by Jennifer R
The article talks about how database management was used to provide a solution for a medical practice seeking to update its technology usage, improve its efficiency and patient care. The author described the medical practice, consisting of 4 physicians and 55 workers, who for three decades did a majority of the communication via faxing and hand-carrying information. He goes on to point out the practice “lacked e-mail and an intranet, and had no system to centrally manage technology, data storage, or security.” A lot of the work was done on paper and transcribed onto the computer. The solution was implemented by a consulting firm, itSynergy, who “established a Microsoft Windows Small Business Server-based network as a wide area network.” They also installed a server at each of the three offices that runs Microsoft Windows Server 2003 and Microsoft SQL Server 2005. The medical practice now uses gloEMR, a electronic medical records management software, to update and manage patient records. It cut down the cost of transcribing medical records and improved communication within the practice.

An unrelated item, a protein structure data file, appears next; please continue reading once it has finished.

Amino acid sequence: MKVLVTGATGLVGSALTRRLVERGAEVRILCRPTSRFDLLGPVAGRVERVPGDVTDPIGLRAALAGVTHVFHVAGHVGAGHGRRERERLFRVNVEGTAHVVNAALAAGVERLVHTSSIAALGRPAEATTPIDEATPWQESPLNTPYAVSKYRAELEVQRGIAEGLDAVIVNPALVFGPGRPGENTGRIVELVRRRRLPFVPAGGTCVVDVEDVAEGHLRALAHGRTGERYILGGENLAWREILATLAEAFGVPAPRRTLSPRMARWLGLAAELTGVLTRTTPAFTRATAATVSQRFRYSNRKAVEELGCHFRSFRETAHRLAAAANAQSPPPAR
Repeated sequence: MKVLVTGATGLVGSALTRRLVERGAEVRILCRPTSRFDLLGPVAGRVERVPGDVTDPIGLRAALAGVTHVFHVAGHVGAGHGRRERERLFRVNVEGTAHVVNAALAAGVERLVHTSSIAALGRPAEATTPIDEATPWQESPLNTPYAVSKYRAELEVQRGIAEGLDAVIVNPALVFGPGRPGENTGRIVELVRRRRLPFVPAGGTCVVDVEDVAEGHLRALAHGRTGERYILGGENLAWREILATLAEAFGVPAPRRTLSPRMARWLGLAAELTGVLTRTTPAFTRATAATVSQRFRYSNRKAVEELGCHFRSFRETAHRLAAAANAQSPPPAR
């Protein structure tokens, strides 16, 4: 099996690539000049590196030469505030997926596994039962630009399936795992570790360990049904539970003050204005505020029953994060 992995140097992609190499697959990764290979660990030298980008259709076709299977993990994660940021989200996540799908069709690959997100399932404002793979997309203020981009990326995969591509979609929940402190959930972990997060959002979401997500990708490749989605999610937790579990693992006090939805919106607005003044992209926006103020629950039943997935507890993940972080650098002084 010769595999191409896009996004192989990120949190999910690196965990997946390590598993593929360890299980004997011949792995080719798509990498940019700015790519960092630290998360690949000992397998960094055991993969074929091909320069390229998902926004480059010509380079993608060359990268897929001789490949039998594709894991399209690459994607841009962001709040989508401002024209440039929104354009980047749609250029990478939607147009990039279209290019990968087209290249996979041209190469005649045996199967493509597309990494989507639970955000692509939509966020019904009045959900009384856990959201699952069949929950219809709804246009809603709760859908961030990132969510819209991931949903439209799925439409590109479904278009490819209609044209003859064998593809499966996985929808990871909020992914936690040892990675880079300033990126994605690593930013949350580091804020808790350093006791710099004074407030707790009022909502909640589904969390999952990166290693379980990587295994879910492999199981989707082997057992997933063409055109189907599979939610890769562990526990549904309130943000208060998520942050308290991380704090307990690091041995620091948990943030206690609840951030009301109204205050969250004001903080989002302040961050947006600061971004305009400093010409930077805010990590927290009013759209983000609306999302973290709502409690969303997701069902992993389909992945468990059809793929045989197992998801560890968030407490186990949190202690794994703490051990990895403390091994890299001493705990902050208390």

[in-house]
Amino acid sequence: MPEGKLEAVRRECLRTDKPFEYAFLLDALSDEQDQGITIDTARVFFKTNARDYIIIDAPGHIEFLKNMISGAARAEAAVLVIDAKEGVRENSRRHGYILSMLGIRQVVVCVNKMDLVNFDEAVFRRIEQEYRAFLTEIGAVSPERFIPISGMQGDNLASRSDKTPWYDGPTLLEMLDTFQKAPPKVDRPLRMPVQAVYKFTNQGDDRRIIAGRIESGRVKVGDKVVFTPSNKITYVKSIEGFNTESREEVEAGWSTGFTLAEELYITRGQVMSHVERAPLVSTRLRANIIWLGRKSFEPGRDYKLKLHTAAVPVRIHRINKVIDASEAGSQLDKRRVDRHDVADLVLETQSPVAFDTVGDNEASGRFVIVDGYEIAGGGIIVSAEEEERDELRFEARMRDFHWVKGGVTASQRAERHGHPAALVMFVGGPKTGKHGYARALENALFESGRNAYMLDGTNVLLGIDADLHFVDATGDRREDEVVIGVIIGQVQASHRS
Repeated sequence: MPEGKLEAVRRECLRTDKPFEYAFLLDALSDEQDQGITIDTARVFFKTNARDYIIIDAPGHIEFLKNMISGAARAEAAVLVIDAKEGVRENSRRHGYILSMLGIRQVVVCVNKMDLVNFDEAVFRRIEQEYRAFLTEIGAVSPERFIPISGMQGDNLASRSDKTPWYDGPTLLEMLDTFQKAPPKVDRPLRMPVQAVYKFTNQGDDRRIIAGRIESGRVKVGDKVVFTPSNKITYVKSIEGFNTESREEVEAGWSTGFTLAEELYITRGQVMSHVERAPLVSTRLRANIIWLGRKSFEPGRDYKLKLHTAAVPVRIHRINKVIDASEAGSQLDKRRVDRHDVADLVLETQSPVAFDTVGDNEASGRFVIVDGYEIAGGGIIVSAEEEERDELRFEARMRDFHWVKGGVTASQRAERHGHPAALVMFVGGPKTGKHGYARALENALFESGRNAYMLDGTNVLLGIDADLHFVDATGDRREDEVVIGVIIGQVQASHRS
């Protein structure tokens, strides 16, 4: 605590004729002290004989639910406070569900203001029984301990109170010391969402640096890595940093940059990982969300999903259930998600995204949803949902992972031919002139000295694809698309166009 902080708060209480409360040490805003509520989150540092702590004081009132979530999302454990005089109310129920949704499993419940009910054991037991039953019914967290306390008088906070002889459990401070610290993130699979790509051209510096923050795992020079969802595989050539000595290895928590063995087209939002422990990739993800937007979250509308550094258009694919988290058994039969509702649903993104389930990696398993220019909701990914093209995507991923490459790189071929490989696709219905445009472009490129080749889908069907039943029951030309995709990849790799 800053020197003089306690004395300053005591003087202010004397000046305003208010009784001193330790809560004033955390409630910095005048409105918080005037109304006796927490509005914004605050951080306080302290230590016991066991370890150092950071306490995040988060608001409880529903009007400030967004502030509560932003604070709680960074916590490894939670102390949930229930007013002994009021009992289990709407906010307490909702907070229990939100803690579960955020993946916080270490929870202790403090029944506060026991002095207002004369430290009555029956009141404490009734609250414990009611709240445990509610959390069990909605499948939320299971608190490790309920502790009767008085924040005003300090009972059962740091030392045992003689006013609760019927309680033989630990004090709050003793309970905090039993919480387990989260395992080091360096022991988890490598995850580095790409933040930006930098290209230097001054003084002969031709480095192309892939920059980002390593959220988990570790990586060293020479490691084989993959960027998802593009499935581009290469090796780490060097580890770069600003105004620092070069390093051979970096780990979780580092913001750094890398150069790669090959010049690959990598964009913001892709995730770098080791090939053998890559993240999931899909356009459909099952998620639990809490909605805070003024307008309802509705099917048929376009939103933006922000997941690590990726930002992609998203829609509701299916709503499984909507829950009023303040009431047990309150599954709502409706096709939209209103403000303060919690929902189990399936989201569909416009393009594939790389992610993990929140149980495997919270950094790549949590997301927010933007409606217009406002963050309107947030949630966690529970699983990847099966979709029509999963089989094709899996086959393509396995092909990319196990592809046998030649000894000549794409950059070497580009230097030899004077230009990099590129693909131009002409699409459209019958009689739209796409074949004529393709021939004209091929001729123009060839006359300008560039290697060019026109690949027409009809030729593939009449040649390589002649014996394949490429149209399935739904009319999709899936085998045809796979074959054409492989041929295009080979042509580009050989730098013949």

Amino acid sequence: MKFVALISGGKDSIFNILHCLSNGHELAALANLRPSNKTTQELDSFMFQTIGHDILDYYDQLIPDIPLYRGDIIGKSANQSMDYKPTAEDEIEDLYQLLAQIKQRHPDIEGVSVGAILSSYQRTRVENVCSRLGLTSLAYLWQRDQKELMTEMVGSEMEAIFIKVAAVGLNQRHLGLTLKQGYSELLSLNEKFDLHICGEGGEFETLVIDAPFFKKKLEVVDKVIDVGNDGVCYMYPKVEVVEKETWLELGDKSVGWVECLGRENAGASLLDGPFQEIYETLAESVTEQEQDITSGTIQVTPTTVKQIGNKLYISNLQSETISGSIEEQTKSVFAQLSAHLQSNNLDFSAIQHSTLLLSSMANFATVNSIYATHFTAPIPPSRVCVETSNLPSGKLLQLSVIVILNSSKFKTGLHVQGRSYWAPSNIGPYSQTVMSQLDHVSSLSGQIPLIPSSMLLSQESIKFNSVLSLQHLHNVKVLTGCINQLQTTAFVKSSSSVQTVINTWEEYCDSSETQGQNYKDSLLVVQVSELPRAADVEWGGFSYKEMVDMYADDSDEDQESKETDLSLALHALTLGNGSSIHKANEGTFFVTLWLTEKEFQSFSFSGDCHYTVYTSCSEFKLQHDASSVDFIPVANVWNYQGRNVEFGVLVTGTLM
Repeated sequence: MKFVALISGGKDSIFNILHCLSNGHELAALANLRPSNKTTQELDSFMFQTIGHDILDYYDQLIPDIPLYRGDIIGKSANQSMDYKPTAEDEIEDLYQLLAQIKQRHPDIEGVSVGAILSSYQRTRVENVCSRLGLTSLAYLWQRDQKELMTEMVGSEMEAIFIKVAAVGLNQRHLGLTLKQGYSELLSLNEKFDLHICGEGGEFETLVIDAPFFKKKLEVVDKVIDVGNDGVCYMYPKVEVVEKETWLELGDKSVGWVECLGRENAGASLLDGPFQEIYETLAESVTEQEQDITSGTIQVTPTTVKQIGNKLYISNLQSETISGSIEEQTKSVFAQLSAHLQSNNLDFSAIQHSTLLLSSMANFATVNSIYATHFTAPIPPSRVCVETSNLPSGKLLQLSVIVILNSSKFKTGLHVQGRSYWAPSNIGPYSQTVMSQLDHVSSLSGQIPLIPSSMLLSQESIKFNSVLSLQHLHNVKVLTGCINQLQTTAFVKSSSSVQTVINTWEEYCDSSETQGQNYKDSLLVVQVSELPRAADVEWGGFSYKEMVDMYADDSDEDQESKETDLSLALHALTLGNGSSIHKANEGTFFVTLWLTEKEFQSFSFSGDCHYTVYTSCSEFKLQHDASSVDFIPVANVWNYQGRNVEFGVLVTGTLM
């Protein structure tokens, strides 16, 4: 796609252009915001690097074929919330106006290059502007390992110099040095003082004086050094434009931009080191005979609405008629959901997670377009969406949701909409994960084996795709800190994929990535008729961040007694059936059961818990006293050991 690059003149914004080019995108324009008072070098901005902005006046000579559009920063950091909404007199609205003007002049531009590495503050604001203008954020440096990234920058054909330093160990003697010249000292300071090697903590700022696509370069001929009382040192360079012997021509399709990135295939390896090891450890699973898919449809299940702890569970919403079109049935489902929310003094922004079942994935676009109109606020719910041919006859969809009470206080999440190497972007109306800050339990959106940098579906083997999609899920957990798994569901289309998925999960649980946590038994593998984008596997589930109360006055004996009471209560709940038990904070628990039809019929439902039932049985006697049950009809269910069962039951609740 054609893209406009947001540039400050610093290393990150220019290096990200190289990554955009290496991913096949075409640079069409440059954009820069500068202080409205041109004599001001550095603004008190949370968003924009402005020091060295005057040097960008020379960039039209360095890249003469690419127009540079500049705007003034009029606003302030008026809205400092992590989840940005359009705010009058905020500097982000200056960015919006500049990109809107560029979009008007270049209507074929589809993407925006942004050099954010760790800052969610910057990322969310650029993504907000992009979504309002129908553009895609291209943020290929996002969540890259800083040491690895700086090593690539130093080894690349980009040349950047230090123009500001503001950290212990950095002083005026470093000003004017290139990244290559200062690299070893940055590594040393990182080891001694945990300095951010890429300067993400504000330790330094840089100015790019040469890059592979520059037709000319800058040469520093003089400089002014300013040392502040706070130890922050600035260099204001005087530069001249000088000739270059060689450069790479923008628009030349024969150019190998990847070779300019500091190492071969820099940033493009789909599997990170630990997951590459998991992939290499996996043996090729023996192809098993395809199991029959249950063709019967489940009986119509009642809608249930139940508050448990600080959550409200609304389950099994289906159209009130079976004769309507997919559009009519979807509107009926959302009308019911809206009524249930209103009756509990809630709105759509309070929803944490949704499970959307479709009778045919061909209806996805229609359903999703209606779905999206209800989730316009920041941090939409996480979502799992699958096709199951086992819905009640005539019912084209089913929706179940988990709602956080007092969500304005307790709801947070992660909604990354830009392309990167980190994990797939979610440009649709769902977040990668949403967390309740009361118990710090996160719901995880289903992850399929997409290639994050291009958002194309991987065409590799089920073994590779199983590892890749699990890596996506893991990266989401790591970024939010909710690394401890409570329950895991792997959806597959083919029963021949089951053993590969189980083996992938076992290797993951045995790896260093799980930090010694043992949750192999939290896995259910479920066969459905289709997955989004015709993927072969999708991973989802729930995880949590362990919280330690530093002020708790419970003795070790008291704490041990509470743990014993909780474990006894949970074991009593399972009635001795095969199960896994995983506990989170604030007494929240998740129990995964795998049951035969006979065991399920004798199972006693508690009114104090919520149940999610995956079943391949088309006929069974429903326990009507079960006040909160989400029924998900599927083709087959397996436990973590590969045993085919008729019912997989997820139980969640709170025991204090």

I found it surprising that there are still businesses and practices out there that don’t use electronic databases to manage their information. I know it can be costly for businesses to overhaul their old systems, especially if there are compatibility issues. There is also the cost of training personnel and maintenance, like we discussed in class. Despite this, there is a growing list of tasks that, once manually carried out, are now completed through electronic means. It makes me curious about the reasons some businesses are still reluctant to convert an electronic database.
Source: Cocanower, M. (2010) Going Digital Saves Medical Practice Money, Improves Patient Care. PCWorld. Retrieved May 6, 2012 from http://www.pcworld.com/businesscenter/article/197951/going_digital_saves_medical_practice_money_improves_patient_care.html#tk.mod_stln